“There are a lot of racist people out there but we all bleed the same color,” Michelle says softly.

“Everything was gone,” Anthony explains. He told Michelle on the day their tent burned down, “We can’t worry about it because, it’s just material things, and we [just need to] pick it up and keep going.”

A survivor of many thefts, Anthony explains that people continually steal Michelle’s wheelchair. It’s been stolen seven times. Anthony explained that thieves have taken her wheelchair to the recycle center and try to recycle it for cash.

A few months ago, Anthony proposed to Michelle in “the garden,” a place that is special to both of them.  They plan on getting married but disagree on the timing of their wedding. Anthony wants to get a job, find a place to live and provide nice things for Michelle.  He envisions them leaving the streets when they are married.

Anthony’s social security card has been stolen many times and was stolen again recently. He is in the process of getting another card so he can start work at a restaurant and reach his goals before they marry.

Michelle pulls the Safe Grounds schedule from her purse, and unfolds the paper to see where they need to find shelter later in the evening. Safe Grounds is an outdoor site where homeless can camp legally. Anthony and Michelle bounce between Safe Grounds and Winter Sanctuary, a seasonal emergency shelter program sponsored by the County of Sacramento through the Department of Human Assistance.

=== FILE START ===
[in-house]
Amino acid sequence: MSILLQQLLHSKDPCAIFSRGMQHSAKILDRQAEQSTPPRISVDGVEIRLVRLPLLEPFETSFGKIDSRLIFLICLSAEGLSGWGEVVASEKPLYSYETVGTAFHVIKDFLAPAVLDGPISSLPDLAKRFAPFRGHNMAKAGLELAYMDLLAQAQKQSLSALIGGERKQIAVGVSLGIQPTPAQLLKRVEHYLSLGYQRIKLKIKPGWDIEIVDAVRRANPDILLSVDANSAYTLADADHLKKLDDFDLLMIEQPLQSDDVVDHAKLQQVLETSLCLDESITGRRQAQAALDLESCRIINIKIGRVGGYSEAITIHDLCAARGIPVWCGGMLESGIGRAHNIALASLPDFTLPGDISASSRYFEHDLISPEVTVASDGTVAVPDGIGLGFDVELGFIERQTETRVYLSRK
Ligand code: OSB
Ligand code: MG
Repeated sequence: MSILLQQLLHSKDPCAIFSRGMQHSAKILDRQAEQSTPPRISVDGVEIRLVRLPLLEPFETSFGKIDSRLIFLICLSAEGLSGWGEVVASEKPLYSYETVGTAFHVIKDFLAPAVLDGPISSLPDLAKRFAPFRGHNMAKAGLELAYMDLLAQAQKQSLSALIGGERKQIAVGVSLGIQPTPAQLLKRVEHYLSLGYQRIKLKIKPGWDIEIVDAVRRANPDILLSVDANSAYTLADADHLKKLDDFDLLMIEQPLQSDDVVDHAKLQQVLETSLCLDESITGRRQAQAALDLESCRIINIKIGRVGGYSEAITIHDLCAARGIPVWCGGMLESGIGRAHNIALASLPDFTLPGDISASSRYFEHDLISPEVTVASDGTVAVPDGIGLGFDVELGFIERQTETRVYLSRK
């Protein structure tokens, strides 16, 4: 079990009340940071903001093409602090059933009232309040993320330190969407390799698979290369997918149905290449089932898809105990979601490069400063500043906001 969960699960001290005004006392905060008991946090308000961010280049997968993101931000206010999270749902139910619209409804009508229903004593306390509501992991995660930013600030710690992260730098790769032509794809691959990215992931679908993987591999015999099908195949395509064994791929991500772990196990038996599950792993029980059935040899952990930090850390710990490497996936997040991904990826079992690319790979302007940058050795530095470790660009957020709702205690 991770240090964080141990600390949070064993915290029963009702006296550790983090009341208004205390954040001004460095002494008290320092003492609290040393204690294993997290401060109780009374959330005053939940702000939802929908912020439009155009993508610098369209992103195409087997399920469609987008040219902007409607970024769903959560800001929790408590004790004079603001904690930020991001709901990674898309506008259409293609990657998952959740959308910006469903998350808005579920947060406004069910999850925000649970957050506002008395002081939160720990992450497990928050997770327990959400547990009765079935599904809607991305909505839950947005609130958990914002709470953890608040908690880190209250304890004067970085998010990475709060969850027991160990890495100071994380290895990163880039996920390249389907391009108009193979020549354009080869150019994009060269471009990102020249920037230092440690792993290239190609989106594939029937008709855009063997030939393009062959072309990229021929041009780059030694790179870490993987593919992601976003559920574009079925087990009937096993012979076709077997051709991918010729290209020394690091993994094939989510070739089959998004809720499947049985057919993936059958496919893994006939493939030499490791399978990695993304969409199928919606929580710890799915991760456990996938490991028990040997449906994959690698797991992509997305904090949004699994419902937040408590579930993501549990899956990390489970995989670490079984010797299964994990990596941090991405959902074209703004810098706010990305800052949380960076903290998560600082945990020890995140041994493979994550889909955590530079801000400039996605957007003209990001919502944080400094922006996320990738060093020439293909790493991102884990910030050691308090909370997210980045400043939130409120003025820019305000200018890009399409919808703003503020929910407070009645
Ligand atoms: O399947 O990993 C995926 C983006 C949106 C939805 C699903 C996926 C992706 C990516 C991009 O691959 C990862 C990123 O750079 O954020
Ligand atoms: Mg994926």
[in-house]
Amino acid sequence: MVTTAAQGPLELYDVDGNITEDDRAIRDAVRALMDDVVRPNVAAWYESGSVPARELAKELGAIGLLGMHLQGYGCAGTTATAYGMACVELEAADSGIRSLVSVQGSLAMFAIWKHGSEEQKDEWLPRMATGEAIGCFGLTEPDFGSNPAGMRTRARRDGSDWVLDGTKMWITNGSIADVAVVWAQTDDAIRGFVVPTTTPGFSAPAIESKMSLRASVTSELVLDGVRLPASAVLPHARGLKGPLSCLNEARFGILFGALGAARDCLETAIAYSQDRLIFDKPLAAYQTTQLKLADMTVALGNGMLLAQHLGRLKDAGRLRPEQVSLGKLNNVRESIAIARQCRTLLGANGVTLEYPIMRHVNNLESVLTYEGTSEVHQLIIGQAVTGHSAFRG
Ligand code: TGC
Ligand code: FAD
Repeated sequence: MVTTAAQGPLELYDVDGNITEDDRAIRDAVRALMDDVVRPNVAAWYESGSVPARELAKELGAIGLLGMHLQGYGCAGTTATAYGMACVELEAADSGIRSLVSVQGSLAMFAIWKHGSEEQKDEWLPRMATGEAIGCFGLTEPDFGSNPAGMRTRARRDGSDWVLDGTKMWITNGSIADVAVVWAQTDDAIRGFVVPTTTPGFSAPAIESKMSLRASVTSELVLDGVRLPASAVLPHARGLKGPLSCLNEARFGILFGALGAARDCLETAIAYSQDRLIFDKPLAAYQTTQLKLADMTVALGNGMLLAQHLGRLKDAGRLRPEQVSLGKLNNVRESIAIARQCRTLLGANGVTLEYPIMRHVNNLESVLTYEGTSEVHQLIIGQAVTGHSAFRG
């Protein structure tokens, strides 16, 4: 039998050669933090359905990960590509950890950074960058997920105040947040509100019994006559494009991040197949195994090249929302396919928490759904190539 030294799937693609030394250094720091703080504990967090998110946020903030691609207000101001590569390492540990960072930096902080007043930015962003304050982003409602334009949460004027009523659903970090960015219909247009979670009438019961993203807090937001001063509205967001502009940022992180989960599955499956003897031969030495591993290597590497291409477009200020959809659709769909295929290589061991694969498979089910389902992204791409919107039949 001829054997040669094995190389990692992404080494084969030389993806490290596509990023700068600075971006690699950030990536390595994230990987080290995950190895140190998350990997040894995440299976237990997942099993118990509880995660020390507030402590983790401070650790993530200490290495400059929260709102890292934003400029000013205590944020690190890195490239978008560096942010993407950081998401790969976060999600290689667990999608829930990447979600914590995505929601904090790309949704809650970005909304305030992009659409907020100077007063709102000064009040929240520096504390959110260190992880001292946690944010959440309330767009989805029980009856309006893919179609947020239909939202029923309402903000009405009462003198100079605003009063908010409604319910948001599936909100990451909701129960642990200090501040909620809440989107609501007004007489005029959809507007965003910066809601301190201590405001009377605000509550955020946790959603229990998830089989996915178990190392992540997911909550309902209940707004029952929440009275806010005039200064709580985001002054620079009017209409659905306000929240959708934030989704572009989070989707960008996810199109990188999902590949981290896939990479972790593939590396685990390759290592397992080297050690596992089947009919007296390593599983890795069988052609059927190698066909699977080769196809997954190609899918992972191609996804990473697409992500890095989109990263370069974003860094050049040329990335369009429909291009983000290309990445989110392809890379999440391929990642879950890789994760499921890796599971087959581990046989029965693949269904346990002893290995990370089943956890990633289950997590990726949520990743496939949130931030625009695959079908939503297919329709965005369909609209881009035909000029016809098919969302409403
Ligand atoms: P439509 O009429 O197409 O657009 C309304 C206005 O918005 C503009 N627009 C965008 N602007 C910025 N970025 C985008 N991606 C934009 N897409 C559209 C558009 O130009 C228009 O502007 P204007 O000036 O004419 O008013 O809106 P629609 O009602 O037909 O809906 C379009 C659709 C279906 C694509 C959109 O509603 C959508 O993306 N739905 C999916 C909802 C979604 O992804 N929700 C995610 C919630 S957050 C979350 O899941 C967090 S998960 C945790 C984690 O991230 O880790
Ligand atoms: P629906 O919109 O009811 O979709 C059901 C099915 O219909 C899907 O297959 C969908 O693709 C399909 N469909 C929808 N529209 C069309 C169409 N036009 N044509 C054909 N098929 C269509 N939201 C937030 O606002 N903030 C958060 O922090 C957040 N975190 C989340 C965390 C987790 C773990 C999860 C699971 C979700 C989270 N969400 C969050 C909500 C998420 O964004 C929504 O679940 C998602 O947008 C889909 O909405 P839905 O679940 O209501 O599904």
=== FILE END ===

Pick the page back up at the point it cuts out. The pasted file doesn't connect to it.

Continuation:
Based on all her ongoing medical conditions, a doctor recently told Michelle she had seven months to live. Michelle reflects on this and conveys thoughtfully, “Only God can tell me when I’m going to die.”

A Tale of Two Communities

“The greatest suffering is being lonely, feeling unloved, having no one. I have come more and more to realize that it is being unwanted that is the worst disease that any human being can ever experience.” Mother Teresa

This is a Thanksgiving story about two communities: Sacramento’s homeless community, what I call “Second City;” and, Loaves & Fishes, a sanctuary for homeless men, women, and children seeking survival services. Second City is where poverty, loneliness, fear and despair are found. Loaves & Fishes is where Sacramento’s homeless are welcomed and treated as wanted guests.

November 21, 2017. I am at Loaves & Fishes to shoot the Sacramento Blues Society Thanksgiving concert in Friendship Park. Vocalist Val Starr opens with “We’re here to take the blues away.” Today, more than 700 homeless Loaves & Fishes’ guests will be fed and entertained.

No doubt about it. Today is special. It is what Val Starr says it is, “you listen to the blues to get rid of the blues.” The images below evidence the magic of the blues cutting through “the worst disease that any human being can ever experience.” For me this is a fun time and a time to be thankful. I get to listen to great music and capture images of Loaves & Fishes staff, volunteers, musicians, and homeless guests enjoying themselves.